Here's a handy guide that outlines the pros and cons of asphalt versus metal roofing. Use it to evaluate the options for your customers, and let us know what you use and why.

Asphalt comes in basic three-tab products, but higher-end, laminate shingles are also available.
Asphalt comes in basic three-tab products, but higher-end, laminate shingles are also available.

Pros for Asphalt Shingles:

An accepted and proven material that builders know and trust. There's a reason so many builders use the product, and it comes down to 100 years of service in the home building industry. Plus, home buyers are comfortable with it, which is extremely important.

Economical. The low cost of asphalt is probably its biggest selling point. A basic three-tab shingle roof might set you back about $100 to $200 per square (or a 10-foot-by-10-foot area), making it ideally suited to production housing or to entry-level housing.

Easy to work with and handle. Perhaps no other roofing product is as easy to install. In some cases, a house can be done in one day by professional contractors. Even serious DIYers have been known to tackle roofing projects, though it's highly recommended that they don't because of warranty issues.

Easy to repair. As easy as asphalt is to install, it's equally easy to repair if it gets damaged.

Style options. Asphalt comes in basic offerings for the cost-conscious, but it can be ordered in fancy styles that mimic wood shakes or slate. Basic three-tab shingles dominate the category, but thicker, high-end laminates are available in many colors and with deep shadow lines.

Good performance record. Depending on the product line, asphalt shingles come with a 20- to 30-year warranty. Many are fire-rated (as high as Class A), and require minimal maintenance. Some manufacturers offer products that meet Energy Star requirements and qualify as a cool roof under federal standards, making them eligible for tax credits.

Cons for Asphalt Shingles:


Can be boring. Though snappy colors and styles are available, builders tend to select basic single-color products that have a tendency to look dull.

Susceptible to severe weather. In general, asphalt provides good uplift protection, but the product does not hold up well to severe weather such as hail. The NAHB Research Center says wind- and impact-resistant shingles are available, but they cost about 50 percent more than conventional products. Moreover, asphalt roofs that do not get adequate sunlight can be vulnerable to moss, mildew, and algae, which can shorten lifespan.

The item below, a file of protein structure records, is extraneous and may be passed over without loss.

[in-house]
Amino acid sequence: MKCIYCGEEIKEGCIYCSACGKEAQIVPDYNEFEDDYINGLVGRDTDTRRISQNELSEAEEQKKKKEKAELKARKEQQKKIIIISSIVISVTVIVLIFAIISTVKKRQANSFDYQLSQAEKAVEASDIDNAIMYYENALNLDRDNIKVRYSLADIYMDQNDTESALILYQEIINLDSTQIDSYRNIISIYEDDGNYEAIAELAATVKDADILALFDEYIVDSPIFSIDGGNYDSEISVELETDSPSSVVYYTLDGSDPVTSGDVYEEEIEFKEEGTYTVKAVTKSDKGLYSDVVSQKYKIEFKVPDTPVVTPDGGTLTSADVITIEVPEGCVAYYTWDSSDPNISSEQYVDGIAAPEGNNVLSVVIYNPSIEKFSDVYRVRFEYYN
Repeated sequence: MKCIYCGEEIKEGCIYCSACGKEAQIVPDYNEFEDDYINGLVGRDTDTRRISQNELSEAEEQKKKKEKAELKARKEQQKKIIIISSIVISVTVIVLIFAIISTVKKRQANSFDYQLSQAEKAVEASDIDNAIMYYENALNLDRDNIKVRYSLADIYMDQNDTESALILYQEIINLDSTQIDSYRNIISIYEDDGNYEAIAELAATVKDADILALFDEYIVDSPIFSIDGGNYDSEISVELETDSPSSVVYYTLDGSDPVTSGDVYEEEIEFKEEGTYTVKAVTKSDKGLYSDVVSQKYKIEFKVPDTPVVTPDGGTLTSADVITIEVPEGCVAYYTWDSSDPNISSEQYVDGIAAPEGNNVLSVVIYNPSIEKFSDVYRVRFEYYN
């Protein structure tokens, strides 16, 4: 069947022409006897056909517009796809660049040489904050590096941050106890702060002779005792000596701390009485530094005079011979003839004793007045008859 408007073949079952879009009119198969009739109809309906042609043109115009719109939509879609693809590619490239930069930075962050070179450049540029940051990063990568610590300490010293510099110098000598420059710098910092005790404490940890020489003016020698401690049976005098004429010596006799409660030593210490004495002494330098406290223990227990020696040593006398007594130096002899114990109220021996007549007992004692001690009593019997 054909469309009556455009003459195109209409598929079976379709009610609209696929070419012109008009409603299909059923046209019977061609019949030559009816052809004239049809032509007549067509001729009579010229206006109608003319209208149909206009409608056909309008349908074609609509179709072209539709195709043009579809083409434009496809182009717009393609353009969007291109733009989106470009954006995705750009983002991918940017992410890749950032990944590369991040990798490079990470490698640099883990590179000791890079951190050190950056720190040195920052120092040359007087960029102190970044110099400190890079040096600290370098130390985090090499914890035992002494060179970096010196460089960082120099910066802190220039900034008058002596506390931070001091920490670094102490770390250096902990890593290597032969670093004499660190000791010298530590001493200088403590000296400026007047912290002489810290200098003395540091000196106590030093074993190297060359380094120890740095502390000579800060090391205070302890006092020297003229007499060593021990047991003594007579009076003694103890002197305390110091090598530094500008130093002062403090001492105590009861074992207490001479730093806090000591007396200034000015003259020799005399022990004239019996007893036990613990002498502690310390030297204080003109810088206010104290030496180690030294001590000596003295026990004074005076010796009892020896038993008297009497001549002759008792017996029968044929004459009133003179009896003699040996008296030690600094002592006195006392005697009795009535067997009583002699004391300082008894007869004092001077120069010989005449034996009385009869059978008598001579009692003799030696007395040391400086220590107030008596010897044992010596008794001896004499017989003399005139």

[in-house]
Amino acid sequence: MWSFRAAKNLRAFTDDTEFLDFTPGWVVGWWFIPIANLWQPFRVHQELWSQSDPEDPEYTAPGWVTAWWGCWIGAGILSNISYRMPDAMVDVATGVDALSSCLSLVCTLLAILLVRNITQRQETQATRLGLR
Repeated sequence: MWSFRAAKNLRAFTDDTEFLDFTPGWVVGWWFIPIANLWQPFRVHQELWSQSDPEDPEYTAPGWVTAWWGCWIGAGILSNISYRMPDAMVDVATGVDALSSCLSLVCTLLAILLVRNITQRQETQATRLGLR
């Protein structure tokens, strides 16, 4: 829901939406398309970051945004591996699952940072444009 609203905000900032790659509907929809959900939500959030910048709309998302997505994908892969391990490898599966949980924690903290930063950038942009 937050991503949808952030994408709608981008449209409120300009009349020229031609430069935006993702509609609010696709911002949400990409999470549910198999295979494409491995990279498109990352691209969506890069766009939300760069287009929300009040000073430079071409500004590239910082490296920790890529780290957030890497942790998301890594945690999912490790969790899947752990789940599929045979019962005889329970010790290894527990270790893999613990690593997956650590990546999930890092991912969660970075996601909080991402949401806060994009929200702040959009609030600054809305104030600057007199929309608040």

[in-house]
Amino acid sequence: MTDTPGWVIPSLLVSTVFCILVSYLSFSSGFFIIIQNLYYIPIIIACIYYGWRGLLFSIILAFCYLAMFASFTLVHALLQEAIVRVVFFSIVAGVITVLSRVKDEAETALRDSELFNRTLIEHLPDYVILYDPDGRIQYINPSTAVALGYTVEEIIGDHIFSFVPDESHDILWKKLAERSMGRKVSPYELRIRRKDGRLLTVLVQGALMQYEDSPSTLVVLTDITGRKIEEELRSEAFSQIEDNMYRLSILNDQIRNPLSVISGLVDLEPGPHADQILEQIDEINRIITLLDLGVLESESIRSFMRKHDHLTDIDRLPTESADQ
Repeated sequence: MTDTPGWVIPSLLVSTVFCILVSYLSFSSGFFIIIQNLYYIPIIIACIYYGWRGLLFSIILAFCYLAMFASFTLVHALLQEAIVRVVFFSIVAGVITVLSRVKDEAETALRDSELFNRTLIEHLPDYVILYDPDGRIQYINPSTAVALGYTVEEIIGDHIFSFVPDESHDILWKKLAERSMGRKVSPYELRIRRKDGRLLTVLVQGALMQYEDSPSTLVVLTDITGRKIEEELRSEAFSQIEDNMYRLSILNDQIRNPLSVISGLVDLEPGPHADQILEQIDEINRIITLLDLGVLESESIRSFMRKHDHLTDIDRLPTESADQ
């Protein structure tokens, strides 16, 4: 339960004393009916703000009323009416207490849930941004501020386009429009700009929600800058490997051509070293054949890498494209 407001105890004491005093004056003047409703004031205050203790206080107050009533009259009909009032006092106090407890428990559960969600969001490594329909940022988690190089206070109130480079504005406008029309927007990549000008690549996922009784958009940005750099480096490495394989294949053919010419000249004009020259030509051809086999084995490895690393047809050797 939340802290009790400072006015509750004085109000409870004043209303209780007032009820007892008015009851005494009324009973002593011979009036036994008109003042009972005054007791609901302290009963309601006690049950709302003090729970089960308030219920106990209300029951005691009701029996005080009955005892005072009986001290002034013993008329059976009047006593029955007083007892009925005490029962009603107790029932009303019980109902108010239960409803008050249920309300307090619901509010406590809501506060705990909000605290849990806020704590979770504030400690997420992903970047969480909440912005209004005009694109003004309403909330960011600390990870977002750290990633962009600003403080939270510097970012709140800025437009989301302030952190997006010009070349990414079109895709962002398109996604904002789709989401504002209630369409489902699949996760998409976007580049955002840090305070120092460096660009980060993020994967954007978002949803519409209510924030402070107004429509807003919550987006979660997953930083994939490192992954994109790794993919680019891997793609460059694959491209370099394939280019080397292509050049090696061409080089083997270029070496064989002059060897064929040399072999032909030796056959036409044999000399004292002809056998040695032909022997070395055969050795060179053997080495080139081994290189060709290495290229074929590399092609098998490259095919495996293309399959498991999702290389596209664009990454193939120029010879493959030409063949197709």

Longevity questions. Warranties on asphalt roofs are relatively high, but performance is closely tied to a well-ventilated roof deck and homeowner maintenance.

Can be heavy. While basic shingles weigh about 200 pounds per square, some laminated, textured, and higher-end architectural shingles can clock in at close to 500 pounds per square.

Nascent recycling. According to the Northeast Recycling Council, the U.S. manufactures and disposes of about 11 million tons of asphalt shingles per year. Most—about 10 million tons—is from installation scraps and tear-offs from re-roofing. Moreover, the group cites EPA studies that shingle waste makes up 8% of the total building-related waste stream. The asphalt recycling industry is still young, however, though manufacturers are developing ways to find uses for the material including pavement, new roofing, and road and ground cover, says the California Department of Resources Recycling and Recovery.

Pros for Metal Roofing:

Lightweight. Metal is about the lightest material you can install on your roof. Though weight varies based on type, contractors and manufacturers say aluminum varies from about 50 pounds per square, while steel can be anywhere from 100 pounds to 250 pounds per square, says MetalRoofingSource.com.

Longevity. Metal offers good weather resistance and can last a long time. There are rumors of copper and zinc metal roofs in Europe lasting well over 100 years. Though this might be possible with care and maintenance, you can reasonably expect a metal roof to last about 60 years, give or take.

Long warranty. Many metal manufacturers offer limited warranties that last up to 50 years.

Stellar extreme-weather performance. Contractors say metal is excellent at preventing leaks, offers good wind resistance, and is fireproof. In fact, says the Metal Roofing Alliance, some insurance companies offer home buyers up to 30% reduction in premiums for weather-resistant metal roofs .